"Writing this book has been a labor of love for the past two years. One thing that has astonished us is the sheer number of people involved in such an endeavor and how many individuals have helped us."

What follows is a look at the process I went through, including some necessarily negative comments. Please bear in mind that my overall impression is still positive and that much of what I say was specific to IronPython in Action and not what every author for Manning will experience.

The Process

After the proposal comes the writing. With Manning the writing is divided into various stages. From memory [1] it goes something like:

  • Write a chapter
  • Editor reviews the chapter and makes comments - the author responds to the comments making changes where necessary
  • When a third of the book is complete the manuscript so far goes out to review; by a bunch of folk that Manning have found and a bunch of people who the author finds
  • As their reviews come in the author makes any changes necessary in response
  • When the whole book is complete it goes through a technical review from an appropriate expert
  • The book then goes through copy-editing and typesetting
  • Proof-reading
  • Completing front matter and indexing

Technical review, copy-editing and proof-reading all involve changes that the author(s) must check and respond to.

All changes/questions/comments from the editor, technical reviewer and copy-editor are done using the Word change tracking system. Change tracking is where Word shines. All the changes must be individually accepted or rejected by the author and the comments responded to. This can be arduous but it does leave the author in control - all changes are just suggestions and it is up to the author which to accept and which to reject.

During the early stages every completed chapter is made available to readers (who pay) through the early access program. Feedback from the author's forum during this time is also folded back in to the book. The manuscript is managed through Manning's web application called Gregor which is a big document management system. Not too painful to use but Gregor is written in Java and it shows...

Bumps in the Road

The first bump in the road was the Manning template system. Whilst I was writing IronPython in Action the manuscript was to be done as Word documents using a custom template for styles and one document per chapter. I did try opening some chapters in Open Office but it wasn't a pretty sight I'm afraid. The Manning style guide is a small book in itself and after completing the first draft of chapter 1 my editor of the time (I switched editors around chapter 3) pointed out a style rule I hadn't applied. After applying the rule he then came back and pointed out another one. This went round in circles for a while until he was finally ready to review the chapter. It took a month from me first completing the draft to it actually getting reviewed.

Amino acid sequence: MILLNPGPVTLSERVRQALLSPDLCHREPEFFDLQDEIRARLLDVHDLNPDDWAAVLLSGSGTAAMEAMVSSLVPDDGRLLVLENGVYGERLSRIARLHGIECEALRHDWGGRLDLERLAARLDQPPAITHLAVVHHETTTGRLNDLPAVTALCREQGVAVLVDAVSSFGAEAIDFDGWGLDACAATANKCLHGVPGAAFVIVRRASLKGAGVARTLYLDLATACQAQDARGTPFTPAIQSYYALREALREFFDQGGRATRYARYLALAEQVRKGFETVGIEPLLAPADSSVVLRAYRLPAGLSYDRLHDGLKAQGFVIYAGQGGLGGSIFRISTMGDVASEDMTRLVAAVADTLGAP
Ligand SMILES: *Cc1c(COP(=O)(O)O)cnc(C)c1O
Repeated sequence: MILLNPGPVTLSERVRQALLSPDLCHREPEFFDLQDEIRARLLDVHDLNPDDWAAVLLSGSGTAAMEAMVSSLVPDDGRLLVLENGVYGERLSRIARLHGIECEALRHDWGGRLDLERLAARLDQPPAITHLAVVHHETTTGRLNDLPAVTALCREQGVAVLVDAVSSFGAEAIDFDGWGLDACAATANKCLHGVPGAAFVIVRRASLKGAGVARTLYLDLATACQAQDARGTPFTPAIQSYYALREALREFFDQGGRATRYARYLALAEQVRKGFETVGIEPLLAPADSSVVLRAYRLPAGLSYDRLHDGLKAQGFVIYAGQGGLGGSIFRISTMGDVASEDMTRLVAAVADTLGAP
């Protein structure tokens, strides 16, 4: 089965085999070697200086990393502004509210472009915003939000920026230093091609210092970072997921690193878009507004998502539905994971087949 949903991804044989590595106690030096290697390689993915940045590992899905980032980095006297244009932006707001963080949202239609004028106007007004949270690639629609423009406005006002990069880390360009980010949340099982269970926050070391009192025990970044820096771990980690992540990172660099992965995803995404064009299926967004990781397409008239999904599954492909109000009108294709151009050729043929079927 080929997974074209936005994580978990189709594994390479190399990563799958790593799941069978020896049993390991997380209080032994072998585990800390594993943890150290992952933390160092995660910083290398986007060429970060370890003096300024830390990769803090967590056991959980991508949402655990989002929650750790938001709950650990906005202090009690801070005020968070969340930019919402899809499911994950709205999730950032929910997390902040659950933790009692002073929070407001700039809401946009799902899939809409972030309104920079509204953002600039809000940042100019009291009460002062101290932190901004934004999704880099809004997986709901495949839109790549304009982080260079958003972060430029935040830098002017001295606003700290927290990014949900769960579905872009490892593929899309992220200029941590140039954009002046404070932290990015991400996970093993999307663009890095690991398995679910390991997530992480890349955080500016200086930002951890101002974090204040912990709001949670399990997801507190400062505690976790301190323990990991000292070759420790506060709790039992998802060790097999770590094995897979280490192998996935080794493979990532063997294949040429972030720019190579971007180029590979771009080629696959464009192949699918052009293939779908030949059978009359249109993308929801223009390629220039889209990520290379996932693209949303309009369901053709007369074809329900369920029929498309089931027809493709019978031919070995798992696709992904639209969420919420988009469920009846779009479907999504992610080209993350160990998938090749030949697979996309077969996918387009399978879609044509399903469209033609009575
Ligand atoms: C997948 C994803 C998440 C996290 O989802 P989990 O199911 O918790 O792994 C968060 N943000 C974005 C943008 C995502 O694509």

The second bump was a big one. Before the first third of the book (part 1) was complete I had a conversation with Marjan Bace, the Manning head honcho, which really threw a spanner in the works. The first part of the book, or at least the chapters after the introductions to Python and .NET, were focussed around the example Windows Forms application that I had originally envisioned being the backbone of the book. He worried that the book was too example focussed and needed to be driven by the principles rather than the code. Of course he was right, and going back and rewriting / reorganising three chapters greatly improved the final result. It cost nearly two months of time and it would have been much nicer to have fixed this during the proposal phase rather than after having written a huge chunk of the book.

Another bump in the road was the Word templates that Manning use for their styles. First of all Word uses fixed locations for the templates, meaning that opening a chapter on a new machine would break the template. Even worse, at some stage during the writing I switched first my laptop and then my home desktop from a Windows box to a Mac. Mac Office 2008 is actually a very capable application which I prefer to the Windows version of Microsoft Office. Although Manning has a template for Mac Office it was for a version prior to 2008 - and Office 2008 lacks VBA scripting support. The Manning template has custom support for indexing (etc) implemented in VB. Whether it is a bug in Office 2008 or a side-effect of the Manning template I found that actually doing the indexing on the Mac would crash every few entries. Infuriatingly frustrating and a massive productivity killer.

Another delay was entirely my own fault. After every third of the book it goes to external reviewers. Although mutually contradictory they came up with a lot of useful comments on the book as it progressed. Each time it would take about a month from the review copies going out to all of the reviews coming in. Instead of using that time to plough ahead on the next chapters I mainly used it to catch up on my blogging... My bad. These delays probably cost us two months.